Former Dresden Dolls singer Amanda Palmer denies crowdfunding campaign will be used to pay for her baby

The singer is asking fans to fund her art projects

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The Independent Online

Amanda Palmer has denied a suggestion from a fan that she is using donations given to her to make art to pay for her baby.

The cult musician and former Dresden Dolls singer once earned money by working as a living statue, used Kickstarter to fund her album (the most successful musical crowdfunding campaign to date) and has a released a book entitled ‘The Art of Asking’, which encourages artists to ask for donations in order to fund their work.

A few weeks before announcing her pregnancy, Palmer signed up to the crowdfunding platform Patreon. She now has over 5,5000 patrons on the site who collectively pay her $35,000 (£22,700) every time she releases something.

In a piece for Medium, Palmer said this funded a short animation using a found iPhone voice memo recording of "weird shit my writer husband says in his sleep", recordings of cover songs with her father and a film of "a piece of bizzaro living-statue performance art and book-drive" - and had not received any complaints.

However, Palmer said she received a letter from one fan who was concerned that her patrons had actually been duped into paying for her baby. The ‘Worried-but-still-devoted’ writer expressed concern that the steady stream of music she provided was dwindling in an email entitled: “Baby announcement right after joining Patreon?…Scam much?”

“You have a reasonably sized, and growing fanbase,” the author wrote. “There will always be people to buy your merch, your albums, tickets to your shows. You didn’t NEED to join Patreon, but you did anyway. Then you announced your pregnancy, after years of saying you didn’t want to be a mom. It makes me worry about what’s going to happen next."

"So, my question is, did you do this on purpose?

"Are your patrons paying for new music, or are they paying for a new baby?"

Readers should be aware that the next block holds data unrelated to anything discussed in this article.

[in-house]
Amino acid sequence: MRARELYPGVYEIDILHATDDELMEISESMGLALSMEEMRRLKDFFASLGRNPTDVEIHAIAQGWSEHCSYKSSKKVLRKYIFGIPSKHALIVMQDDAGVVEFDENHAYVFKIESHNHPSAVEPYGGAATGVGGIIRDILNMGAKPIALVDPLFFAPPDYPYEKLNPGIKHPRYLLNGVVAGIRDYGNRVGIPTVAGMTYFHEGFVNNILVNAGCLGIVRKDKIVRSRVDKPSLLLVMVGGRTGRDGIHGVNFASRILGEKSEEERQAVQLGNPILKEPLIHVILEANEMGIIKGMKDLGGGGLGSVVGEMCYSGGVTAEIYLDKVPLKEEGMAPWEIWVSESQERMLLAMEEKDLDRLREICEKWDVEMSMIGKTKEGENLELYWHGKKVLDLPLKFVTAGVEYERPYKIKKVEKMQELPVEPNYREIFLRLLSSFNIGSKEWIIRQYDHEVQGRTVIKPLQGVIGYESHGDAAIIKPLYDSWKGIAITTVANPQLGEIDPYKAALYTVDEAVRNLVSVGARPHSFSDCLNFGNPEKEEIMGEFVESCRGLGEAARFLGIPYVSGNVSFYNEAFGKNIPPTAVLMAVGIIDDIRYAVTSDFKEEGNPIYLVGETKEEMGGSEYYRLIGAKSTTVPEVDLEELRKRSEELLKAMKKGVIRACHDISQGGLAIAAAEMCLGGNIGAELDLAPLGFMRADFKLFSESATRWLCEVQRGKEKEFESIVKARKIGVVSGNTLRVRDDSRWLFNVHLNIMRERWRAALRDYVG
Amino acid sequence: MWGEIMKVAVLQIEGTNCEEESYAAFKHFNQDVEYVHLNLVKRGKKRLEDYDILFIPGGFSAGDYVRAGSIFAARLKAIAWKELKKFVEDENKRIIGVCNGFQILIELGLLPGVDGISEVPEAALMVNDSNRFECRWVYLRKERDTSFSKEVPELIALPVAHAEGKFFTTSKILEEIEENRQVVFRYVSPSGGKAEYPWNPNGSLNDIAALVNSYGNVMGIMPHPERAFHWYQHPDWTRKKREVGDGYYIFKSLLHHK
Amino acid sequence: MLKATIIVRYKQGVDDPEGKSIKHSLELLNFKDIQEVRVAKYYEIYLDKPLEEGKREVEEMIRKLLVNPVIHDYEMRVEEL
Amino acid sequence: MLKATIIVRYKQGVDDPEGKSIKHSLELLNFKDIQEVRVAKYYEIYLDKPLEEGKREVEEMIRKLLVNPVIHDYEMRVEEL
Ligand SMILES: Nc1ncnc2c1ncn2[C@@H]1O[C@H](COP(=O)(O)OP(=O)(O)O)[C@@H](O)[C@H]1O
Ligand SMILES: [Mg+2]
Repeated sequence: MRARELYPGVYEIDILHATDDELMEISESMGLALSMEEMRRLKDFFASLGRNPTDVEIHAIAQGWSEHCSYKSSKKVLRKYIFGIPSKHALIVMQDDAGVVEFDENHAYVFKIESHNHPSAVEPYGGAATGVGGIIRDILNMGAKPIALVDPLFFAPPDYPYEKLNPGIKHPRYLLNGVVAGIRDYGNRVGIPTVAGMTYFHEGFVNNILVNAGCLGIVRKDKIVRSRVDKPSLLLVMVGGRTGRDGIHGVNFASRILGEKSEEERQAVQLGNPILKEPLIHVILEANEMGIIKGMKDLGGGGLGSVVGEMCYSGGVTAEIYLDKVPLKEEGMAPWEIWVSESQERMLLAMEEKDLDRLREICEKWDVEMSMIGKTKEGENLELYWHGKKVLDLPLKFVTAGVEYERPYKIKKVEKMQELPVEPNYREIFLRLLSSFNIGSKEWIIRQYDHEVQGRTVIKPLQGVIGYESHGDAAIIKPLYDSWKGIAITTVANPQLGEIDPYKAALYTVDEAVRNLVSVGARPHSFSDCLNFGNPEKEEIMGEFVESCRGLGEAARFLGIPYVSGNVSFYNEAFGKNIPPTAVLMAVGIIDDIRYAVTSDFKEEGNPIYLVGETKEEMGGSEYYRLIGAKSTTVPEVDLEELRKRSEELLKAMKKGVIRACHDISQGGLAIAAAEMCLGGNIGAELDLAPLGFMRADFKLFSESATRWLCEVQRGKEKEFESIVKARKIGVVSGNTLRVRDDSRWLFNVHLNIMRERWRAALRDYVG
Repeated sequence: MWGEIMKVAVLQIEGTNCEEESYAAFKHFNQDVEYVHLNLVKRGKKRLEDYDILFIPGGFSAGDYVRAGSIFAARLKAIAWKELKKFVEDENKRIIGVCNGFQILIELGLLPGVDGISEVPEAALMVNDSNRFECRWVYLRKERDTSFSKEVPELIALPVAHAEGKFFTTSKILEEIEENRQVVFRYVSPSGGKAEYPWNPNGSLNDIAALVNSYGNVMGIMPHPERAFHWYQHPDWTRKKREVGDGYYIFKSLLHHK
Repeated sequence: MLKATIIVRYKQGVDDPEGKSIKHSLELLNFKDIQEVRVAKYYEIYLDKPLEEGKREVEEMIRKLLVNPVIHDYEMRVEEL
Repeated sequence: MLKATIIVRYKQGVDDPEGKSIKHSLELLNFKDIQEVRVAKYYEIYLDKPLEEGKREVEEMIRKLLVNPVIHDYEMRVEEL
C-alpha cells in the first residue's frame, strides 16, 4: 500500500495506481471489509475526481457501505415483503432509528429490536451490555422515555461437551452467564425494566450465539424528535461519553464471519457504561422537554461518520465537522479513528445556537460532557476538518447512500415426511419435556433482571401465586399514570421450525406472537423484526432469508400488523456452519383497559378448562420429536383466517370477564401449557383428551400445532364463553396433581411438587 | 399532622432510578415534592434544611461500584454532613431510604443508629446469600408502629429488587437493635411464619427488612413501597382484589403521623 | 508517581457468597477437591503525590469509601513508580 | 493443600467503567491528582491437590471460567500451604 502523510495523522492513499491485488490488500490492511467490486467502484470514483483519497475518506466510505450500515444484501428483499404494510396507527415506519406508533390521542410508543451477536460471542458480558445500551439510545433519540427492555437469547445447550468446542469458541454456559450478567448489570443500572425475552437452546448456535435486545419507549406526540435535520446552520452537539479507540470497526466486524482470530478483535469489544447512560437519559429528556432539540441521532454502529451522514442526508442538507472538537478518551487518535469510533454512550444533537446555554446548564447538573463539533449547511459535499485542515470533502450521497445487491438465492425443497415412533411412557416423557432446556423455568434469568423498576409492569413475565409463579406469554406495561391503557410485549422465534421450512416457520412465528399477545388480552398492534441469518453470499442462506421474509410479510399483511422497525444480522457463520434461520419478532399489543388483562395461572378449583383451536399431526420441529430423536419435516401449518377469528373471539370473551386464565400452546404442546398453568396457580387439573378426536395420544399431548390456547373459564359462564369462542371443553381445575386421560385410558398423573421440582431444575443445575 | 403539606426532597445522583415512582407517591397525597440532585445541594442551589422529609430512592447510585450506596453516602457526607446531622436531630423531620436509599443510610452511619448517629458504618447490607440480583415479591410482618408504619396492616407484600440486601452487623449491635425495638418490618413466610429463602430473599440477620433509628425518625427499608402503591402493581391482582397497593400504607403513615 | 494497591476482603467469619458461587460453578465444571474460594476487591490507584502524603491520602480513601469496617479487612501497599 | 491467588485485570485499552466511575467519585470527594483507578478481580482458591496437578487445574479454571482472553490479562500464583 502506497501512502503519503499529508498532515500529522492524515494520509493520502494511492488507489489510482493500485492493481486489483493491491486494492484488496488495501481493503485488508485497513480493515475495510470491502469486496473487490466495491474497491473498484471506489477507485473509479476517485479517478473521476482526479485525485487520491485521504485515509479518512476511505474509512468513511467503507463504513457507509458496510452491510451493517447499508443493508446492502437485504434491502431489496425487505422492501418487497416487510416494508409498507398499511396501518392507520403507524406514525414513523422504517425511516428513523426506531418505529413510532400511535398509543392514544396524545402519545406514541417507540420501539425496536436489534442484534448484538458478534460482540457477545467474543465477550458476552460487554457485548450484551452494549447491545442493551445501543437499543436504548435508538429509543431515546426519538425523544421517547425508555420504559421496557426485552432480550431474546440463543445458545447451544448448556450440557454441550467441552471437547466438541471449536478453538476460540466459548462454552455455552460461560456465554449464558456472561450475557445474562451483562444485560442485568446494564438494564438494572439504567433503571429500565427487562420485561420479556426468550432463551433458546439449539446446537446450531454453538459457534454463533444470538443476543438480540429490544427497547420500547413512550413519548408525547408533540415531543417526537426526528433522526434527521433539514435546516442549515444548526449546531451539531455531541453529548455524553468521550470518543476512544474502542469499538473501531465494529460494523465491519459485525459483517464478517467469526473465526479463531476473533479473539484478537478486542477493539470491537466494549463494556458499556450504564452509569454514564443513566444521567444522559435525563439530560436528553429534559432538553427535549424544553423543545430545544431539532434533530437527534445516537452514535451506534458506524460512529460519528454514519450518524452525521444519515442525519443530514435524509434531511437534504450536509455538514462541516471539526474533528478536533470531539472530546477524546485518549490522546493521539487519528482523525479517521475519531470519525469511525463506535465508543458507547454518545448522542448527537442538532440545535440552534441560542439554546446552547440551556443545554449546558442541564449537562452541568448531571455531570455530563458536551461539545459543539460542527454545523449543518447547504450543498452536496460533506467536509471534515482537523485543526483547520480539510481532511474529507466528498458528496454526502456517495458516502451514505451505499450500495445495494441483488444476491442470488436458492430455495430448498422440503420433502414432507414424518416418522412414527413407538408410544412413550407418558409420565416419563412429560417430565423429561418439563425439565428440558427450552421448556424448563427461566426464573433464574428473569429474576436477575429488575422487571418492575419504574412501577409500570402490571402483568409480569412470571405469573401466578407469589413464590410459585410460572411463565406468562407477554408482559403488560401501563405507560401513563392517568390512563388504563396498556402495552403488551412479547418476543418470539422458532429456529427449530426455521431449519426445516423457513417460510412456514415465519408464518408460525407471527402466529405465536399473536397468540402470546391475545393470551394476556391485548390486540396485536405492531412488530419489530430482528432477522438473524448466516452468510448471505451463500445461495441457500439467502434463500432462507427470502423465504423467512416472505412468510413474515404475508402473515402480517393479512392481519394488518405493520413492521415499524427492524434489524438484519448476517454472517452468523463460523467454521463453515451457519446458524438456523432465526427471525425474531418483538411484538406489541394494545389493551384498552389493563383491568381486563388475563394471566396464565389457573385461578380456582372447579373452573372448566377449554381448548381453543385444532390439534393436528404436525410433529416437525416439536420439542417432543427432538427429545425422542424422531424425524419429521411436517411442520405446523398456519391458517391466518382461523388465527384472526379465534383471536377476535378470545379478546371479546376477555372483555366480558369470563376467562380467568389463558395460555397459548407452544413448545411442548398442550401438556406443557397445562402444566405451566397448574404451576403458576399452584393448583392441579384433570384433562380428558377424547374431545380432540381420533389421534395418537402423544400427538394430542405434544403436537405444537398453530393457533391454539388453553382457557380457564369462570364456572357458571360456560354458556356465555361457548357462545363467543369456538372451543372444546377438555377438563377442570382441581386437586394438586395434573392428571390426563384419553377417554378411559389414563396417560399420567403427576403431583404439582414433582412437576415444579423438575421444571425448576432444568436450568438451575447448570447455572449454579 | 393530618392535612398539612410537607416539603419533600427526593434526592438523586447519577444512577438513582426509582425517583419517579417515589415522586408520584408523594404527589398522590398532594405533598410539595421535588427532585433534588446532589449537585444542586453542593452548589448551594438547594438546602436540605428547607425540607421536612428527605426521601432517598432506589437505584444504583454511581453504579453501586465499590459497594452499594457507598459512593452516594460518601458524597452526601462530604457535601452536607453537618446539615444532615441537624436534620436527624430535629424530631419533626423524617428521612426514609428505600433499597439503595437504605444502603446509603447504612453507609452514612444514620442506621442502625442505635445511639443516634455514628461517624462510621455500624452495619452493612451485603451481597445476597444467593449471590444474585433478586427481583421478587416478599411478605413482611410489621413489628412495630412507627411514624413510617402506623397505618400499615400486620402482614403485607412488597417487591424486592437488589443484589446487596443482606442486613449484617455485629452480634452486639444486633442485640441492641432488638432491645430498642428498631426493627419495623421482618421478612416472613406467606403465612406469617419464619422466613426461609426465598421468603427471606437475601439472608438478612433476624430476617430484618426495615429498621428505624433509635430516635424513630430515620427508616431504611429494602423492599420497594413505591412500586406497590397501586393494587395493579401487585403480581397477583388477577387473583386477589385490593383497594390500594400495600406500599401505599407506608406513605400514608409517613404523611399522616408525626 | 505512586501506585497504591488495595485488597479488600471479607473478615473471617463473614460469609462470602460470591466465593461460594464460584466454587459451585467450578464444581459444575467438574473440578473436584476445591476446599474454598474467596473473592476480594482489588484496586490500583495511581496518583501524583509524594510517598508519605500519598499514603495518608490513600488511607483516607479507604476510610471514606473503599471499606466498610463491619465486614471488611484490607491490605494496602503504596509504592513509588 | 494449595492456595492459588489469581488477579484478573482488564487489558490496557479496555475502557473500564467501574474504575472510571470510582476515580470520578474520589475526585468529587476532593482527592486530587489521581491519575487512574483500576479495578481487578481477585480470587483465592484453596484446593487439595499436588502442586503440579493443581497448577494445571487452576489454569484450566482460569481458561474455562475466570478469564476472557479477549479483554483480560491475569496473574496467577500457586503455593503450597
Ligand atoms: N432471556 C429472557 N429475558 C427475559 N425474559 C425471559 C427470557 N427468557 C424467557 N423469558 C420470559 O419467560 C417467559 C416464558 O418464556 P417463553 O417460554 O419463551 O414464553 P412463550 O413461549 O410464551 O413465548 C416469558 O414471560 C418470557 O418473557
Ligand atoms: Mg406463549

In her response to the letter, Palmer said such suggestions exacerbated her fears that she would be judged or perceived differently for becoming a mother, claiming this kind of letter was “a pregnant artist’s worst nightmare”.

She denied her crowdfunding campaign was a simply to get people to pay for her child.

“When you’re a crowdfunding artist, it shouldn’t matter what your choices are as long as you’re delivering your side of the bargain — the art, the music. It shouldn’t matter whether you’re spending money on guitar picks, rent, printer paper, diapers, college loans, or the special brand of organic absinthe you use to find your late-night muse…. as long as art is making it out the other side and making your patrons happy.

“The money we need to live is often indistinguishable from the money we need to make art. We need all sorts of stuff to make art with. MAYBE I EVEN NEED THIS BABY TO MAKE ART. Who knows?

“As to your question about the timing of all this…no, it wasn’t schemed. I’ve been intending to use patreon since it was founded two years ago, because I love the idea of giving my fans a way to just pay me whenever I actually release content, instead of relying on a tired, outdated system of making one big-old fashioned record every couple of years.”

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